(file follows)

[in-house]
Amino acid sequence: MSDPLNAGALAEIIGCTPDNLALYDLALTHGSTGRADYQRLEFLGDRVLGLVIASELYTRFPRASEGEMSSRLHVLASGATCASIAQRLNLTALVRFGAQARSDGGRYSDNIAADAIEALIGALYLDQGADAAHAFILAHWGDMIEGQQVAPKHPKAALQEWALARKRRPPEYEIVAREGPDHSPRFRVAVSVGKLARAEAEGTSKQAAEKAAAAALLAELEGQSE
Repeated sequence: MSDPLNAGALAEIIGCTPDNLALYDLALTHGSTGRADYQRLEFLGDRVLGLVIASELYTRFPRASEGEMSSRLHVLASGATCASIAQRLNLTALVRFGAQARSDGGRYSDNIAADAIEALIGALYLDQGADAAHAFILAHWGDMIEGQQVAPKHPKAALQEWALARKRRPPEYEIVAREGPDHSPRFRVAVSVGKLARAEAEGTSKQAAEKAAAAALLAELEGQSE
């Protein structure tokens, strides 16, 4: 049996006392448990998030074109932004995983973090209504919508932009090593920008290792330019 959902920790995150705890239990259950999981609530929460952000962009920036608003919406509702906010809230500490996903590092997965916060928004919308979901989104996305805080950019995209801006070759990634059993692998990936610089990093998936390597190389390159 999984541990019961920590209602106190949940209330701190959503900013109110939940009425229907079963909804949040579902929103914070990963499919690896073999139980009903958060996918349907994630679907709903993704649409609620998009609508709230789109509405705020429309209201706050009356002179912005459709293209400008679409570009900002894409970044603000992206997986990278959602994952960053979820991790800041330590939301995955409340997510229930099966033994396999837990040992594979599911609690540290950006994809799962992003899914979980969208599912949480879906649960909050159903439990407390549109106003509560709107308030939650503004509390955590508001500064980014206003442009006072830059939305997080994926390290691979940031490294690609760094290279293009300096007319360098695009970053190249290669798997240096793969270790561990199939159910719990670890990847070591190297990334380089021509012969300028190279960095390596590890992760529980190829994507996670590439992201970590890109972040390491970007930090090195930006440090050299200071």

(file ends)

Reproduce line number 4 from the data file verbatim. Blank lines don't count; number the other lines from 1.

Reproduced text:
């Protein structure tokens, strides 16, 4: 049996006392448990998030074109932004995983973090209504919508932009090593920008290792330019 959902920790995150705890239990259950999981609530929460952000962009920036608003919406509702906010809230500490996903590092997965916060928004919308979901989104996305805080950019995209801006070759990634059993692998990936610089990093998936390597190389390159 999984541990019961920590209602106190949940209330701190959503900013109110939940009425229907079963909804949040579902929103914070990963499919690896073999139980009903958060996918349907994630679907709903993704649409609620998009609508709230789109509405705020429309209201706050009356002179912005459709293209400008679409570009900002894409970044603000992206997986990278959602994952960053979820991790800041330590939301995955409340997510229930099966033994396999837990040992594979599911609690540290950006994809799962992003899914979980969208599912949480879906649960909050159903439990407390549109106003509560709107308030939650503004509390955590508001500064980014206003442009006072830059939305997080994926390290691979940031490294690609760094290279293009300096007319360098695009970053190249290669798997240096793969270790561990199939159910719990670890990847070591190297990334380089021509012969300028190279960095390596590890992760529980190829994507996670590439992201970590890109972040390491970007930090090195930006440090050299200071």